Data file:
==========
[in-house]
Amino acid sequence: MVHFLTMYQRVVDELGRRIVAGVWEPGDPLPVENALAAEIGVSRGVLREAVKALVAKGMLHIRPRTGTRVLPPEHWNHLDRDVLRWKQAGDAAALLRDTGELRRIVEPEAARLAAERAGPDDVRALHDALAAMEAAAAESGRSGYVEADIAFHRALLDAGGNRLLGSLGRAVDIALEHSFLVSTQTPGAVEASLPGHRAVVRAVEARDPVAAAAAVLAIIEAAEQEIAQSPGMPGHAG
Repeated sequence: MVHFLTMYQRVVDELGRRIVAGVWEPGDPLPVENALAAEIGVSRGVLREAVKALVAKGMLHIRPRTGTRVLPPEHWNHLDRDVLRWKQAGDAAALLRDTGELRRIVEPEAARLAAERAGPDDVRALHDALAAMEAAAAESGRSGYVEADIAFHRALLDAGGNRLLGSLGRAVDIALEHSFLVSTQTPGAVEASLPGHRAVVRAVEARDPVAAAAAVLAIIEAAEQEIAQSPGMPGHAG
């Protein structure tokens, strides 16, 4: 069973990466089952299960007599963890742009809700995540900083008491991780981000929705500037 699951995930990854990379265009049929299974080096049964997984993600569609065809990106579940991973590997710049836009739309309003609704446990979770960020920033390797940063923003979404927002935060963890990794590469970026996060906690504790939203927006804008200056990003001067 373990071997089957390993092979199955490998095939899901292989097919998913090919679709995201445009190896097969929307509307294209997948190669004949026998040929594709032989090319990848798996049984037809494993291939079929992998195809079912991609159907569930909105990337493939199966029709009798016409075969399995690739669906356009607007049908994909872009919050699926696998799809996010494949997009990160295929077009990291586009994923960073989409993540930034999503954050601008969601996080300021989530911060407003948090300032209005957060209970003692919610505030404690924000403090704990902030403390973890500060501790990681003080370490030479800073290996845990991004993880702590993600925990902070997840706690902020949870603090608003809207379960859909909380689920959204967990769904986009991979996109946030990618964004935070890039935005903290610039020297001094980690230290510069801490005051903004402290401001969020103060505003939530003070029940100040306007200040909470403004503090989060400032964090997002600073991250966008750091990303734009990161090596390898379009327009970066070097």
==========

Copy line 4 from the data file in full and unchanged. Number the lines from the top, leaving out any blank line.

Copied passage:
């Protein structure tokens, strides 16, 4: 069973990466089952299960007599963890742009809700995540900083008491991780981000929705500037 699951995930990854990379265009049929299974080096049964997984993600569609065809990106579940991973590997710049836009739309309003609704446990979770960020920033390797940063923003979404927002935060963890990794590469970026996060906690504790939203927006804008200056990003001067 373990071997089957390993092979199955490998095939899901292989097919998913090919679709995201445009190896097969929307509307294209997948190669004949026998040929594709032989090319990848798996049984037809494993291939079929992998195809079912991609159907569930909105990337493939199966029709009798016409075969399995690739669906356009607007049908994909872009919050699926696998799809996010494949997009990160295929077009990291586009994923960073989409993540930034999503954050601008969601996080300021989530911060407003948090300032209005957060209970003692919610505030404690924000403090704990902030403390973890500060501790990681003080370490030479800073290996845990991004993880702590993600925990902070997840706690902020949870603090608003809207379960859909909380689920959204967990769904986009991979996109946030990618964004935070890039935005903290610039020297001094980690230290510069801490005051903004402290401001969020103060505003939530003070029940100040306007200040909470403004503090989060400032964090997002600073991250966008750091990303734009990161090596390898379009327009970066070097």